Cissa of Sussex

Cissa of Sussex

Cissa is the name of a (possibly) mythical King of Sussex. The town of Chichester is supposedly named after him.

In the Anglo-Saxon Chronicle, Cissa is listed as one of the three sons of Ælle, who in the year 477 arrived in Britain in three ships with his three sons, and fought three battles, but "Modern scholarly opinion does not accept this dating". Most authorities recognize that these annals are not contemporary with the events they record, but were compiled in 891. Morris accepted these annals as historical, but then undermined his own position by disputing their accuracy: “in west Sussex, the first English graves are more than a hundred years later. Chichester is not called Elchester from Aelle, but bears the name of one of his three ‘sons’; the earliest English object in the area is a brooch found in the Roman cemetery of St. Pancras, that dates to the time of Aelle’s grandchildren. Its isolation suggests a Saxon woman who lived and died in a British community rather than a Saxon settlement. The absence of pagan burial grounds in west Sussex argues that the English did not reach Chichester until more than a hundred years after Aelle’s time; Cissa was more probably his remote heir than his son”.

Historical attestation

The reign of Cissa is not mentioned by any source earlier than Henry of Huntingdon, who wrote between 1130 to 1154, and clearly used his imagination to fill out gaps in the historical record: "Both Henry of Huntingdon and Roger of Wendover provide extended versions of the three ASC [Anglo-Saxon Chronicle] entries relating to Aelle. These appear to represent nothing more than the addition of embroidery ... it is assumed by both authors that Aelle was succeeded by his 'son' Cissa, but this claim seems to be pure supposition, as is the alleged date of this 'succession'".

Roger of Wendover even went so far as to provide a death date for Cissa, that had previously been absent. The date he gave was 590, which, given that Cissa is supposed to have arrived in Britain in 477, means that he must have been more than 123 years old at the time of his death. As Kirby & Williams observed "It seems very unlikely that these annals in later medieval chronicles will provide a certain basis for historical reconstruction".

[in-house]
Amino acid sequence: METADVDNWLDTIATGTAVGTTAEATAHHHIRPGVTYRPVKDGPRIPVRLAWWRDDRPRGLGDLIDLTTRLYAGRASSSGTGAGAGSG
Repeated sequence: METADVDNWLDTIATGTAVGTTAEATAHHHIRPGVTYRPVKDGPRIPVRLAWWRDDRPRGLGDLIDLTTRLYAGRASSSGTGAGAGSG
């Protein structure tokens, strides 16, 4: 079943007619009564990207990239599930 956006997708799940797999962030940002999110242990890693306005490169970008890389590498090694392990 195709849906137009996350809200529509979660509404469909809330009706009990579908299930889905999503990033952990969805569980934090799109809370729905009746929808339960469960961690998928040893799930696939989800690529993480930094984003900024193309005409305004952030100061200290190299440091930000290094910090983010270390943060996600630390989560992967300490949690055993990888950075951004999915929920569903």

Evidence from place names

"The name Chichester has been taken to suggest that it may have been named after Cissa, one of Aelle's 'sons', just as Lancing has been thought to derive from Wlencing". "All three of Aelle's 'sons' have names which conveniently link to ancient or surviving place-names". "Conceivably the names of Ælle's sons were derived from the place-names as the legends of the origins of the South Saxons evolved; or perhaps the legends themselves gave rise to the place-names".

Another place name potentially associated with Cissa is the Iron Age hill fort Cissbury Ring, near Cissbury, which William Camden said "plainly bespeaks it the work of king Cissa". Yet its real date precludes any such connexion, and furthermore there is a record from 1663 in which it was called "Cesars Bury". It seems that ties between Cissbury and Cesars Bury and Cissa are nothing more than back-formations: Cissbury has been identified with a Saxon mint, “the implied Sith(m)esteburh of Saxon coinage, ‘the last built burh’." Indeed, "[e]very association of the original name with Cissa son of Ælle is fanciful.”


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